The quartet’s shares have been hit by the coronavirus pandemic and other challenges in recent months, which has seen their market valuations fall far outside the hundred largest companies on the London Stock Exchange.
Index organiser FTSE Russell, which reviews and rebalances the index every three months, confirmed the changes on Wednesday, based on closing share prices from the day before.
Four demotions from the blue-chip benchmark are likely to result in promotion for cybersecurity group Avast PLC (LON:AVST), Ladbrokes owner GVC Holdings PLC (LON:GVC), DIY retailer Kingfisher PLC (LON:KGF) and home repairs insurance provider Homeserve PLC (LON:HSV).
There will be nine companies dropping out of the FTSE 250, with no relegation less surprising than for events group Hyve (LON:HYVE) as its shares have fallen more than 95% since the start of March as the pandemic laid waste to its trade shows business and triggered a rights issue.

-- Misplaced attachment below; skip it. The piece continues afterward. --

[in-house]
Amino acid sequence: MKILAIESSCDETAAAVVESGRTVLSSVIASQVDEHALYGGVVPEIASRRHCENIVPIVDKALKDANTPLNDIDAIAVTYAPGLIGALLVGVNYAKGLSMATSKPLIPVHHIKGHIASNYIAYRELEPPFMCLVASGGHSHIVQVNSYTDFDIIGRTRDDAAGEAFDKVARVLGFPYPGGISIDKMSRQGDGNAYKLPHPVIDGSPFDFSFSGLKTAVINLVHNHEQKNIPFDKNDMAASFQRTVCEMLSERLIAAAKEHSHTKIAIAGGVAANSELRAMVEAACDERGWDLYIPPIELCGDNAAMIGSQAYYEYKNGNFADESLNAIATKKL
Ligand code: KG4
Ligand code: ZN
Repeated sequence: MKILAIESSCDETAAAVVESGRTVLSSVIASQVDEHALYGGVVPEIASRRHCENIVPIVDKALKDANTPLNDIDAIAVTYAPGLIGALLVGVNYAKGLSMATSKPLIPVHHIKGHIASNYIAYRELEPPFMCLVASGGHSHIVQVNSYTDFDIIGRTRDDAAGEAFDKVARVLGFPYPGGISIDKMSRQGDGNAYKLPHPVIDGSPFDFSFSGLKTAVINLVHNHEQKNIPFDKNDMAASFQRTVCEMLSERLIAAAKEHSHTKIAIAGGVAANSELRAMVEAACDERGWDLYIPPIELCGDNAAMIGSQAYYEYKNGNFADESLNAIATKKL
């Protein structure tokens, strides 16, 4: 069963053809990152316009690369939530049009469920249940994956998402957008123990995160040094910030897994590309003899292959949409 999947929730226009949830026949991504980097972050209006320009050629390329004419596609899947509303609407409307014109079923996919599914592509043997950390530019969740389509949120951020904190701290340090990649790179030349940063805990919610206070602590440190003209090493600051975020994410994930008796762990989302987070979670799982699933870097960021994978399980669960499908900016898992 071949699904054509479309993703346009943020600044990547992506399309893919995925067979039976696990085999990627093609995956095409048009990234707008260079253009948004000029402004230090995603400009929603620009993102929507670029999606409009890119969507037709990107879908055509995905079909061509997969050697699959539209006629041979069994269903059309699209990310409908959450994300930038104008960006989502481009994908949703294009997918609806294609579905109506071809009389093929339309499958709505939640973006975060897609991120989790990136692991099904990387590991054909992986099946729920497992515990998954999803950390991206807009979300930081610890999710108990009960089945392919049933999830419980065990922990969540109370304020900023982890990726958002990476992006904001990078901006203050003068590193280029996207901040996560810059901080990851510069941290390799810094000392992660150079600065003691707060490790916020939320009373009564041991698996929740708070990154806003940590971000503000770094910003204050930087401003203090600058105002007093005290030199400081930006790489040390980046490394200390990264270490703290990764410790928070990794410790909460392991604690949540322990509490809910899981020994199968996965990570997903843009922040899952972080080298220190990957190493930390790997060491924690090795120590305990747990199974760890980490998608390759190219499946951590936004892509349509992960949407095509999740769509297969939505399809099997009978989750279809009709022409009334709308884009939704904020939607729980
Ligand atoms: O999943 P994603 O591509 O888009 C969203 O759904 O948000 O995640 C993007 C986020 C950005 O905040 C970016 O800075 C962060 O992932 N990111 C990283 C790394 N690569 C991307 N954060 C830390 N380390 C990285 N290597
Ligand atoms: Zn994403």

Likewise, Senior (LON:SNR), Stagecoach Group (LON:SGC), McCarthy & Stone (LON:MCS), Marston’s (LON:MARS), Elementis (LON:ELM), JPMorgan Indian Investment Trust (LON:JII), Forterra (LON:FORT) and Bakkavor Group (LON:BAKK) were all demoted to the small caps.
The nine replacements are 888 Holdings PLC (LON:888), AO World PLC (LON:AO.), BB Healthcare Trust PLC (LON:BBH), Calisen PLC (LON:CLSN), Civitas Social Housing PLC (LON:CSH), JLEN Environmental Assets Group (LON:JLEN), Liontrust Asset Management (LON:LIO), Oxford BioMedica (LON:OXB) and Scottish American Investment Co PLC (LON:SAIN).
All changes will be effective on Monday, June 22.
“This FTSE reshuffle is highly reflective of the current crisis environment; out go stocks from sectors that have taken a beating and questions arise as to how and whether some of these can manage this crisis,” said Helal Miah, research analyst at The Share Centre.
“Carnival, Meggitt and easyJet all head lower as the travel sector has taken a pounding, while Centrica, a long standing member of the index and owner of British Gas, also heads for the mid-cap index – something un-imaginable when retail investors piled into national industries that were being privatised under Margaret Thatcher.
“Replacing them are some businesses that were already doing well before this crisis hit but that have also either benefitted to some degree or have managed to mitigate the crisis well.”